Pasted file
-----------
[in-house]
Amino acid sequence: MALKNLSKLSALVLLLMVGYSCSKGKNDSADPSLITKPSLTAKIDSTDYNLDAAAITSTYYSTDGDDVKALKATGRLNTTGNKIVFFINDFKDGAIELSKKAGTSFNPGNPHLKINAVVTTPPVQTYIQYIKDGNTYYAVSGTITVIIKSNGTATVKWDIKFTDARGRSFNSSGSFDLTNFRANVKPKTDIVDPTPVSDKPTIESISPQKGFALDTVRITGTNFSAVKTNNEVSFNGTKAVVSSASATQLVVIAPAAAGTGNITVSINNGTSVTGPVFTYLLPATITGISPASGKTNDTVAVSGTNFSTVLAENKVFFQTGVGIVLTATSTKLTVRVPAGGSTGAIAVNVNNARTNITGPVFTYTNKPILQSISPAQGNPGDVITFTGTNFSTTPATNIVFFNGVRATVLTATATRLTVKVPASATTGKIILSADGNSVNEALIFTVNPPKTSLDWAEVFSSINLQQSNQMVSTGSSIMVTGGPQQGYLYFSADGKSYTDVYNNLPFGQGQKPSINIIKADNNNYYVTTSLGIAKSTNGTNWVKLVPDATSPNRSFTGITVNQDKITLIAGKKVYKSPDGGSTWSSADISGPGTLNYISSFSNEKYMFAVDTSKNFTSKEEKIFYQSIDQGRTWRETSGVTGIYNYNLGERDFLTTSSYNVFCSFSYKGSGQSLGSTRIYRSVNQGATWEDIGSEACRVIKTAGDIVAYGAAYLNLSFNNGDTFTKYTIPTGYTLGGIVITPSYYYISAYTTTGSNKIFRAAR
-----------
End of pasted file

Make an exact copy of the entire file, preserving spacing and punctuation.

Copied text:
[in-house]
Amino acid sequence: MALKNLSKLSALVLLLMVGYSCSKGKNDSADPSLITKPSLTAKIDSTDYNLDAAAITSTYYSTDGDDVKALKATGRLNTTGNKIVFFINDFKDGAIELSKKAGTSFNPGNPHLKINAVVTTPPVQTYIQYIKDGNTYYAVSGTITVIIKSNGTATVKWDIKFTDARGRSFNSSGSFDLTNFRANVKPKTDIVDPTPVSDKPTIESISPQKGFALDTVRITGTNFSAVKTNNEVSFNGTKAVVSSASATQLVVIAPAAAGTGNITVSINNGTSVTGPVFTYLLPATITGISPASGKTNDTVAVSGTNFSTVLAENKVFFQTGVGIVLTATSTKLTVRVPAGGSTGAIAVNVNNARTNITGPVFTYTNKPILQSISPAQGNPGDVITFTGTNFSTTPATNIVFFNGVRATVLTATATRLTVKVPASATTGKIILSADGNSVNEALIFTVNPPKTSLDWAEVFSSINLQQSNQMVSTGSSIMVTGGPQQGYLYFSADGKSYTDVYNNLPFGQGQKPSINIIKADNNNYYVTTSLGIAKSTNGTNWVKLVPDATSPNRSFTGITVNQDKITLIAGKKVYKSPDGGSTWSSADISGPGTLNYISSFSNEKYMFAVDTSKNFTSKEEKIFYQSIDQGRTWRETSGVTGIYNYNLGERDFLTTSSYNVFCSFSYKGSGQSLGSTRIYRSVNQGATWEDIGSEACRVIKTAGDIVAYGAAYLNLSFNNGDTFTKYTIPTGYTLGGIVITPSYYYISAYTTTGSNKIFRAAR